Advisers have been urged to make their voices heard about a perceived unfairness on how the Financial Service Compensation Scheme (FSCS) funding model works.
Last week, the Financial Conduct Authority (FCA) announced it will review the rules covering the scope and coverage of FSCS compensation payouts for specific regulated activities and its compensation policy so it is “appropriate, proportionate and takes into account changes in the market and its regulatory approach”.
And in responding to a question submitted by Health & Protection to CEO Nikhil Rathi about claims the FSCS’ funding model is causing protection and insurance intermediaries to bail out other ‘mismanaged’ firms, Rathi admitted the system is still affected by legacy issues.
He admitted pensions mis-selling and other problematic advice issues had caused the levy to rise significantly and that in these circumstances the burden to shoulder that levy needed to be shared more widely than simply one class of firm.
But Branko Bjelobaba, principal at consultancy Branko, told Health & Protection he did not think it was fair that private medical insurance (PMI) and protection advisers should carry the can for firms responsible for pensions mis-selling.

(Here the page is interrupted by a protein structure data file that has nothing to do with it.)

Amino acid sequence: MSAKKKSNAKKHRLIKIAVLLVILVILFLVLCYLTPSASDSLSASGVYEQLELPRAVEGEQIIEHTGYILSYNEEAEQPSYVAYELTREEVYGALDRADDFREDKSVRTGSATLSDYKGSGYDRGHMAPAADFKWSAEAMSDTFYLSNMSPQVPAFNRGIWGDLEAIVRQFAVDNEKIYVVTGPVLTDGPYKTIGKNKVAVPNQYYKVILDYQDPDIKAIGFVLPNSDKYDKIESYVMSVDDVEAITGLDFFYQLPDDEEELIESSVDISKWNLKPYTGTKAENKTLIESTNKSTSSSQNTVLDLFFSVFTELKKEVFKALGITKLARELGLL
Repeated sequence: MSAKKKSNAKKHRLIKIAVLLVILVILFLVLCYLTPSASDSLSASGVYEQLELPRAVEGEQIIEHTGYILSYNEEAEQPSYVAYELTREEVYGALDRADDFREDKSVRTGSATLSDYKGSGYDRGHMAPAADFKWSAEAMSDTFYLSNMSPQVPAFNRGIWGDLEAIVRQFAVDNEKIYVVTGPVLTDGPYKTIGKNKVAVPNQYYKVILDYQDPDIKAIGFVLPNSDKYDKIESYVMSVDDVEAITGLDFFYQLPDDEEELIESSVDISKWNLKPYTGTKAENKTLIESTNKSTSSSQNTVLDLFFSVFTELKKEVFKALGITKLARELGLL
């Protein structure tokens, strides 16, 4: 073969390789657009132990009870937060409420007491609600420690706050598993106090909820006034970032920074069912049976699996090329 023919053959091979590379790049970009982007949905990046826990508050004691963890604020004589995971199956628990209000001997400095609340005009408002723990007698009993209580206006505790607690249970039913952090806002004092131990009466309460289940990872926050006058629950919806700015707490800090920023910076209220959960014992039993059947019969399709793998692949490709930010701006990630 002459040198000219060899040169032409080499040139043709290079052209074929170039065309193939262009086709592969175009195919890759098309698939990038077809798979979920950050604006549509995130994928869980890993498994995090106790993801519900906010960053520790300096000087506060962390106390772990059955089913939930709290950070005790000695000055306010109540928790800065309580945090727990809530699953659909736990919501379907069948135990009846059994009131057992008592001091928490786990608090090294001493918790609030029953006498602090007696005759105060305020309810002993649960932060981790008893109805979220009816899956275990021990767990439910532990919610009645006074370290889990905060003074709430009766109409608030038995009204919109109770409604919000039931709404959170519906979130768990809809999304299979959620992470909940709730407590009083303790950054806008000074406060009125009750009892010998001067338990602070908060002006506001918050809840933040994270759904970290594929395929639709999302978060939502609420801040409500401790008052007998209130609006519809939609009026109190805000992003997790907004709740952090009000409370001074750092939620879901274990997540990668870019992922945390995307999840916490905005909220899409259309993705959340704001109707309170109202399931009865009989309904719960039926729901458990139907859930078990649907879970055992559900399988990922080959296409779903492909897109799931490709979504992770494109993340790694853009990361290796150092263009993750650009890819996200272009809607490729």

“Why attack sectors that were never ever going to get involved in advising clients on pensions? I just don’t agree with that, that the whole sector needs to pay,” he said.
“I fundamentally disagree with that because PMI firms are never going to engage in anything other than PMI and protection – why should they bail out firms who have advised on pensions?
“It’s unfair to tap up our sector which is responsible for few complaints and when the consequences are generally quite minor, compared to those who are advising on pensions and other investment products and perhaps even handling clients’ funds where the client can be left high and dry.
“In PMI, you’re not left high and dry, the contract is with you and the insurer, with the intermediary as an adviser. If they disappear, you are not left disadvantaged in any way.”
Consequently, Bjelobaba says everyone in the sector needs to make their voice heard – including trade bodies and every practitioner.
“You need to make it clear so fairness is restored,” he added. “It’s simply unfair and uncompetitive to have anything else.”